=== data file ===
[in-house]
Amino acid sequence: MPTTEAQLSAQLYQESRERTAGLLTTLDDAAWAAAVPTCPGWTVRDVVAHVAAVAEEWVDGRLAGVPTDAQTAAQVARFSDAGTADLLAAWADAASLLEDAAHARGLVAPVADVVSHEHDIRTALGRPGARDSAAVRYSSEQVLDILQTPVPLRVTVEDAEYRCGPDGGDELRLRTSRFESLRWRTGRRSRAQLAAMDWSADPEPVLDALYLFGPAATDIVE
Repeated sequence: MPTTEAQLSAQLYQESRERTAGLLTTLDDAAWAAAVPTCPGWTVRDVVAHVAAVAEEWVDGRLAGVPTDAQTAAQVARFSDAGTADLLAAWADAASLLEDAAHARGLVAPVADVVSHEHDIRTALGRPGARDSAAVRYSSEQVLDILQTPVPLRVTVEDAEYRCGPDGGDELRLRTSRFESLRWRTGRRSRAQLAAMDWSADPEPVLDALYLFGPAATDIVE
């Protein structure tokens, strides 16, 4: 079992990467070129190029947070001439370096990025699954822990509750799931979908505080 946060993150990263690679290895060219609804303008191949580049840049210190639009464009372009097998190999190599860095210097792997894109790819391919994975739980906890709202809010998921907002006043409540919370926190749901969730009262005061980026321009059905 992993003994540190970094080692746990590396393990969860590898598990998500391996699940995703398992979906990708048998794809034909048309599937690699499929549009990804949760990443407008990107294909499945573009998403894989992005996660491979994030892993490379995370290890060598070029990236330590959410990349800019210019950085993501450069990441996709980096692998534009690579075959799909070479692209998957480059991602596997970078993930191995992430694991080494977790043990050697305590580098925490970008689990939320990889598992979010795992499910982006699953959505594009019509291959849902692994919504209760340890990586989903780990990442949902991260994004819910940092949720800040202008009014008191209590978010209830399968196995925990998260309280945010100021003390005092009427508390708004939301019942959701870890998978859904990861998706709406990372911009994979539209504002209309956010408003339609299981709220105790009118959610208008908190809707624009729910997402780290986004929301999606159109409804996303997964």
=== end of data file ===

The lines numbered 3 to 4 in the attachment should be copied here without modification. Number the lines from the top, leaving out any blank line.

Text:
Repeated sequence: MPTTEAQLSAQLYQESRERTAGLLTTLDDAAWAAAVPTCPGWTVRDVVAHVAAVAEEWVDGRLAGVPTDAQTAAQVARFSDAGTADLLAAWADAASLLEDAAHARGLVAPVADVVSHEHDIRTALGRPGARDSAAVRYSSEQVLDILQTPVPLRVTVEDAEYRCGPDGGDELRLRTSRFESLRWRTGRRSRAQLAAMDWSADPEPVLDALYLFGPAATDIVE
């Protein structure tokens, strides 16, 4: 079992990467070129190029947070001439370096990025699954822990509750799931979908505080 946060993150990263690679290895060219609804303008191949580049840049210190639009464009372009097998190999190599860095210097792997894109790819391919994975739980906890709202809010998921907002006043409540919370926190749901969730009262005061980026321009059905 992993003994540190970094080692746990590396393990969860590898598990998500391996699940995703398992979906990708048998794809034909048309599937690699499929549009990804949760990443407008990107294909499945573009998403894989992005996660491979994030892993490379995370290890060598070029990236330590959410990349800019210019950085993501450069990441996709980096692998534009690579075959799909070479692209998957480059991602596997970078993930191995992430694991080494977790043990050697305590580098925490970008689990939320990889598992979010795992499910982006699953959505594009019509291959849902692994919504209760340890990586989903780990990442949902991260994004819910940092949720800040202008009014008191209590978010209830399968196995925990998260309280945010100021003390005092009427508390708004939301019942959701870890998978859904990861998706709406990372911009994979539209504002209309956010408003339609299981709220105790009118959610208008908190809707624009729910997402780290986004929301999606159109409804996303997964």